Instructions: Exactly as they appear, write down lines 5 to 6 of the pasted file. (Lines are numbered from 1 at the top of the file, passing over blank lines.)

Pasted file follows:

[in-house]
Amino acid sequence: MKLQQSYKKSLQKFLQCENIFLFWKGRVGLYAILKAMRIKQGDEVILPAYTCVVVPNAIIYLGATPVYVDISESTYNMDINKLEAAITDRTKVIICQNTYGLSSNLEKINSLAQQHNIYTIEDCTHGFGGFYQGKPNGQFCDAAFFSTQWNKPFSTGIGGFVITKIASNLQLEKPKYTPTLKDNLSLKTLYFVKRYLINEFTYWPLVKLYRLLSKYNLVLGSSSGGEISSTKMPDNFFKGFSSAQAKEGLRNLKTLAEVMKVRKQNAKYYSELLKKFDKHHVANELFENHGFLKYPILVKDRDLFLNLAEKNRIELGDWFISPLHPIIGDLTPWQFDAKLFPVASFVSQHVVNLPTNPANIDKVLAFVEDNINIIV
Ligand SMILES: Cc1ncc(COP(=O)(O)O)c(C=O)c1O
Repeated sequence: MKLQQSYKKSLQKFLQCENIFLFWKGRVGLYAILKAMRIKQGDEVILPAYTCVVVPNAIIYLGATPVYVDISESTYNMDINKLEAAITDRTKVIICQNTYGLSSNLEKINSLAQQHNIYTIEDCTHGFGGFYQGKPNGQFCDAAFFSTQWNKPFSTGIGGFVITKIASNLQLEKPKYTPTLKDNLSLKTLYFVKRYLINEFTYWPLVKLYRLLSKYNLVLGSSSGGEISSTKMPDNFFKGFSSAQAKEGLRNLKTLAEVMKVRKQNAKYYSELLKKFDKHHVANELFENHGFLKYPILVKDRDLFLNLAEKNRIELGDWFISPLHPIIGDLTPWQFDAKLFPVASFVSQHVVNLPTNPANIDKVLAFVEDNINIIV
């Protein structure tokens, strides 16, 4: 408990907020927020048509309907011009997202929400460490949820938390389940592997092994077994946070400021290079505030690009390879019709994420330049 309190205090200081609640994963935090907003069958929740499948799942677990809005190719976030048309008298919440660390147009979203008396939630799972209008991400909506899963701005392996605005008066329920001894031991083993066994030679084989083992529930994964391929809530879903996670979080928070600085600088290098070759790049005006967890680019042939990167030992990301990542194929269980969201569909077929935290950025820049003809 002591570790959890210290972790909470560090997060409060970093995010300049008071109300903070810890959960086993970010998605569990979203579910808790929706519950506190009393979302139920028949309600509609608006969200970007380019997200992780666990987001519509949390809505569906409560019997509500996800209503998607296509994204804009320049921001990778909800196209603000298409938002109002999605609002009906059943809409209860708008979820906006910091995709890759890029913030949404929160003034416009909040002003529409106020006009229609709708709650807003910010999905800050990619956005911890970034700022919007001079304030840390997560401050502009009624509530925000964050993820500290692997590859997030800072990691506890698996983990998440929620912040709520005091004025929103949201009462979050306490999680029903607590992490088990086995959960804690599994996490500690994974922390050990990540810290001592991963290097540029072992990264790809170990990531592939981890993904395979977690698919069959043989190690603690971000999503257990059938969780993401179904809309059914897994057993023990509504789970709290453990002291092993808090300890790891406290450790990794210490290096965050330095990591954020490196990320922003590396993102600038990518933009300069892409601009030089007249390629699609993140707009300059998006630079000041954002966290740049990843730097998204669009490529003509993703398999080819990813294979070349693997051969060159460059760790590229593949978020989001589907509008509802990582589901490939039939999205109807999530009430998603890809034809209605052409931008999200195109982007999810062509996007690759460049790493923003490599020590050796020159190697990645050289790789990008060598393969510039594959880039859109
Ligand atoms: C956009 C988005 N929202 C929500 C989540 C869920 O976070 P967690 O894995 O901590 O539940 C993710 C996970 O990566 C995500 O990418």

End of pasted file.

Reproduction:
């Protein structure tokens, strides 16, 4: 408990907020927020048509309907011009997202929400460490949820938390389940592997092994077994946070400021290079505030690009390879019709994420330049 309190205090200081609640994963935090907003069958929740499948799942677990809005190719976030048309008298919440660390147009979203008396939630799972209008991400909506899963701005392996605005008066329920001894031991083993066994030679084989083992529930994964391929809530879903996670979080928070600085600088290098070759790049005006967890680019042939990167030992990301990542194929269980969201569909077929935290950025820049003809 002591570790959890210290972790909470560090997060409060970093995010300049008071109300903070810890959960086993970010998605569990979203579910808790929706519950506190009393979302139920028949309600509609608006969200970007380019997200992780666990987001519509949390809505569906409560019997509500996800209503998607296509994204804009320049921001990778909800196209603000298409938002109002999605609002009906059943809409209860708008979820906006910091995709890759890029913030949404929160003034416009909040002003529409106020006009229609709708709650807003910010999905800050990619956005911890970034700022919007001079304030840390997560401050502009009624509530925000964050993820500290692997590859997030800072990691506890698996983990998440929620912040709520005091004025929103949201009462979050306490999680029903607590992490088990086995959960804690599994996490500690994974922390050990990540810290001592991963290097540029072992990264790809170990990531592939981890993904395979977690698919069959043989190690603690971000999503257990059938969780993401179904809309059914897994057993023990509504789970709290453990002291092993808090300890790891406290450790990794210490290096965050330095990591954020490196990320922003590396993102600038990518933009300069892409601009030089007249390629699609993140707009300059998006630079000041954002966290740049990843730097998204669009490529003509993703398999080819990813294979070349693997051969060159460059760790590229593949978020989001589907509008509802990582589901490939039939999205109807999530009430998603890809034809209605052409931008999200195109982007999810062509996007690759460049790493923003490599020590050796020159190697990645050289790789990008060598393969510039594959880039859109
Ligand atoms: C956009 C988005 N929202 C929500 C989540 C869920 O976070 P967690 O894995 O901590 O539940 C993710 C996970 O990566 C995500 O990418």